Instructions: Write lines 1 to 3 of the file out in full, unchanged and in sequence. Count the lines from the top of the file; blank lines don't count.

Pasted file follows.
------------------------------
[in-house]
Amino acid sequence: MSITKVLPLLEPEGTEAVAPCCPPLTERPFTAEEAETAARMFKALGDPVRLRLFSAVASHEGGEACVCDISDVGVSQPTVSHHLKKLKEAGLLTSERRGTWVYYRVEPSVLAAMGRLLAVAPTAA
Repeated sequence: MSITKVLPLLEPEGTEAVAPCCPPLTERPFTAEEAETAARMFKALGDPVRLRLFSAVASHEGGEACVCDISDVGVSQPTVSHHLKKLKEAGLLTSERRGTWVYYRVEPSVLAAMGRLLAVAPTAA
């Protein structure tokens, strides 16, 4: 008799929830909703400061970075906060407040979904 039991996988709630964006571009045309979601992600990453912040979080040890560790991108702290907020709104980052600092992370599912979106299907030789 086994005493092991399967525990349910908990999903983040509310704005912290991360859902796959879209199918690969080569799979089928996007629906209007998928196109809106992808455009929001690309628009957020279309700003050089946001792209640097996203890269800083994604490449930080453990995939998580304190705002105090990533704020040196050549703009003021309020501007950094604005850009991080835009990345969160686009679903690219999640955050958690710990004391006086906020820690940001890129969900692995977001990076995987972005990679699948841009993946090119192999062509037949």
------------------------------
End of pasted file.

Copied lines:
[in-house]
Amino acid sequence: MSITKVLPLLEPEGTEAVAPCCPPLTERPFTAEEAETAARMFKALGDPVRLRLFSAVASHEGGEACVCDISDVGVSQPTVSHHLKKLKEAGLLTSERRGTWVYYRVEPSVLAAMGRLLAVAPTAA
Repeated sequence: MSITKVLPLLEPEGTEAVAPCCPPLTERPFTAEEAETAARMFKALGDPVRLRLFSAVASHEGGEACVCDISDVGVSQPTVSHHLKKLKEAGLLTSERRGTWVYYRVEPSVLAAMGRLLAVAPTAA